Back in 2010 Chris Voigt, executive director of the Washington State Potato Commission, has pledged to eat nothing but potatoes for two months. Two months of the little spuds with no toppings, no sides. To meet the necessary goals without impacting his caloric intake, he had to up to 20 potatoes a day. Can you imagine how tired of potatoes he was at the end of it?
Why do we share this? Well, potatoes are a great gift from Mother Nature because of the multitude of purposes they can serve. They are packed with nutrients and, when prepared properly, delicious. They are adaptable to almost every method of cooking, not to mention they’re super cheap, so it’s easy to feed yourself well on a budget. They’re also excellent as a thickener in soup, especially when you’re avoiding dairy products.
I love to eat soup as a whole meal and I really try to maintain a balanced diet (try being the operative word here), so I like to keep cream and milk out of my soup recipes. This is where taters really show their worth.
In the past, I’ve used cream cheese to make a baked potato soup and although it was incredibly delicious, it came out basically the texture of mashed potatoes and had essentially zero beneficial nutrients. This time I wanted to do a vegetable based soup and completely leave out the milk products.
I’m currently on a huge Brussels sprouts kick, and I’ve found they’re magical when paired with leeks, so I figured okay, let’s throw in potatoes too and see what happens. Good news- it’s great!
Start with your leeks. Like celery, you’re only going to use the stalk part of the leek, so cut off the dark greens at the end so you’re left with a big chunk of mostly white and maybe a little light green. Slice as thin as you can, and if it’s a big stalk, cut it in half lengthwise first so you end up with little strips rather than circular pieces. These unassuming, crunchy dudes pack a nice little punch that brightens up the earthy flavor of the sprouts.
Toss these into a big heavy-bottomed pot. Similarly, we’re going for small pieces of the sprouts, so chop off the ends and halve them. Go for quarters if they’re big ol’ Brussels.
Now, for the taters. I used russets because they’re pretty starchy so they’ll provide that nice, creamy texture, but you could experiment with sweet potatoes or reds. As for as peeling, this is up to you. The peels may not blend up very well but it could be a nice textural contrast so try it if you want! Chop into ½ inch cubes. Smash about four cloves of fresh garlic and toss those in too. Don’t worry about chopping them since they’re already small. Fresh garlic is a Brussels sprout’s best friend.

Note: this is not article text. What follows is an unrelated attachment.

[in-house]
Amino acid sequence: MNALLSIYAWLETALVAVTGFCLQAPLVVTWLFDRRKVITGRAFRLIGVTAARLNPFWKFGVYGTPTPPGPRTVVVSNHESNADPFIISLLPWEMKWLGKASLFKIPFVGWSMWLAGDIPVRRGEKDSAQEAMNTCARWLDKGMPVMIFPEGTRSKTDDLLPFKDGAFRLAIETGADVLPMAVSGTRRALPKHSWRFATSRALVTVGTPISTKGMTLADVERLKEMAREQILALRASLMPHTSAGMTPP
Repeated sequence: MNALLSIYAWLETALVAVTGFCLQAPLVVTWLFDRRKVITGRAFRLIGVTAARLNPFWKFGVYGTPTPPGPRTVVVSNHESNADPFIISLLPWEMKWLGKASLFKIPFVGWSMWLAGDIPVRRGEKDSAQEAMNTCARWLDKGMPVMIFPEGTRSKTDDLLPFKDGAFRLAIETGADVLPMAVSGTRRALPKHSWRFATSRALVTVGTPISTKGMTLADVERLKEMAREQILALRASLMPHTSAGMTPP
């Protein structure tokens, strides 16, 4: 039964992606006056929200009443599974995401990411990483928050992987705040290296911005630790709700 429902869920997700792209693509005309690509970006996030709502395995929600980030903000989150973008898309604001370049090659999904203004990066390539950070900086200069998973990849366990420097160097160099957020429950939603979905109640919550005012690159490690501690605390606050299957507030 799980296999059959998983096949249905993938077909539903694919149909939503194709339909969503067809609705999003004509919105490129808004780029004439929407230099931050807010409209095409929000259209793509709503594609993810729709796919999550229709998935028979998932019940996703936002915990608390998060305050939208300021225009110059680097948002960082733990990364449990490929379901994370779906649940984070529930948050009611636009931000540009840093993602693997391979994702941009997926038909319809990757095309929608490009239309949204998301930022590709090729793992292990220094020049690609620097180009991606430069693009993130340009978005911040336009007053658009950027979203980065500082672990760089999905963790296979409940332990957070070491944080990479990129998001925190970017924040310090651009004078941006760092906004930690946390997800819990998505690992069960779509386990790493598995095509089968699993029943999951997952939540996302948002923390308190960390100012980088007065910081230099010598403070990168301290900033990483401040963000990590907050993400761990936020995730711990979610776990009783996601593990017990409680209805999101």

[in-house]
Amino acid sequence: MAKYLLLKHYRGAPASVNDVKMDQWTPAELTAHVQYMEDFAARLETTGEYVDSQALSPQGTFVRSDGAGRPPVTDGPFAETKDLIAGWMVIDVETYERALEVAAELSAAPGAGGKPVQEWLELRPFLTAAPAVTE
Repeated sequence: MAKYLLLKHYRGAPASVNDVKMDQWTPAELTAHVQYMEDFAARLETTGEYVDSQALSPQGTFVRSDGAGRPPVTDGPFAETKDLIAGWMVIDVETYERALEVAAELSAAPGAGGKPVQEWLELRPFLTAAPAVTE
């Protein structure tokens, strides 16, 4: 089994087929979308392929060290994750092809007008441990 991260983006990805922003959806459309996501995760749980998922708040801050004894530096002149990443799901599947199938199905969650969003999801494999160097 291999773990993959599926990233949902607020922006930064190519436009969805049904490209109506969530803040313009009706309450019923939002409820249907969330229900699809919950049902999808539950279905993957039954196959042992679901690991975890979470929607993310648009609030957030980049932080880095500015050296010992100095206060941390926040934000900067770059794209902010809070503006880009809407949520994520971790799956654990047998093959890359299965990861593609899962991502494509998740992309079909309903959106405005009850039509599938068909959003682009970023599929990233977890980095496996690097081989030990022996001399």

All of these are going into your stockpot with about 4 tbsp of butter (okay, so I left in one dairy product.) You can use olive oil if you want but I think butter is better for softening veggies, which is what we’re going for here.
This part of the recipe is focused more on getting the produce to a tender stage, and you’re looking for caramelization, especially on the leeks and brussels sprouts. Make sure to liberally salt the veggies while they’re in the pot, as salt helps to release moisture especially in dense vegetables like these.
You’ll be blending everything together at the end, so don’t worry if there are some extra crispy pieces. These are going to add great flavor
Let everything sauté for about 10-15 minutes, making sure to constantly stir. Once the potatoes start to fall apart and the sprouts and leeks look a little crispy and brown, add in your stock. I went with vegetable but chicken stock will be great too. You want the liquid to completely cover the vegetables by at least an inch.
Keep the heat on low, cover the pot, and let everything cook for 30-45 minutes. Taste as it cooks and add salt when necessary.
Salt in every stage for better depth of flavor, rather than just salting at the end.
The potatoes should be completely soft and mashable so you can properly blend. This can be done with a handheld immersion blender (my personal favorite) or in batches in a regular blender. Be careful either way as hot soup doesn’t feel so great when splattered on human skin.
You can blend fully so the soup is completely liquid, or you can keep it slightly chunky if that’s what you’re into. Top with some fried leeks and sprouts, maybe some parmesan cheese, or some bacon, and there you go! A tasty, super simple, and fairly healthful meal that shows not only the diversity of the spud, but is incredibly delicious and something we thing Chris Voigt would love to try.
INGREDIENTS | Makes 6 servings
1 ½ cups leeks, sliced
1 ½ Brussels sprouts, chopped
4 russet potatoes, peeled and cubed
4 garlic cloves
4 tbsp butter
6 cups stock, vegetable or chicken
Salt and pepper, to taste
Place chopped leeks, potatoes, brussels sprouts, and garlic into heavy-bottomed stock pot with butter and a large pinch of salt. Heat to medium low and sauté vegetables until soft.
Pour in stock so all vegetables are submerged. Keep heat on low and simmer for 30-45 minutes, or until potatoes are completely cooked and tender.
Blend using a handheld or regular blender until it reaches your preferred texture.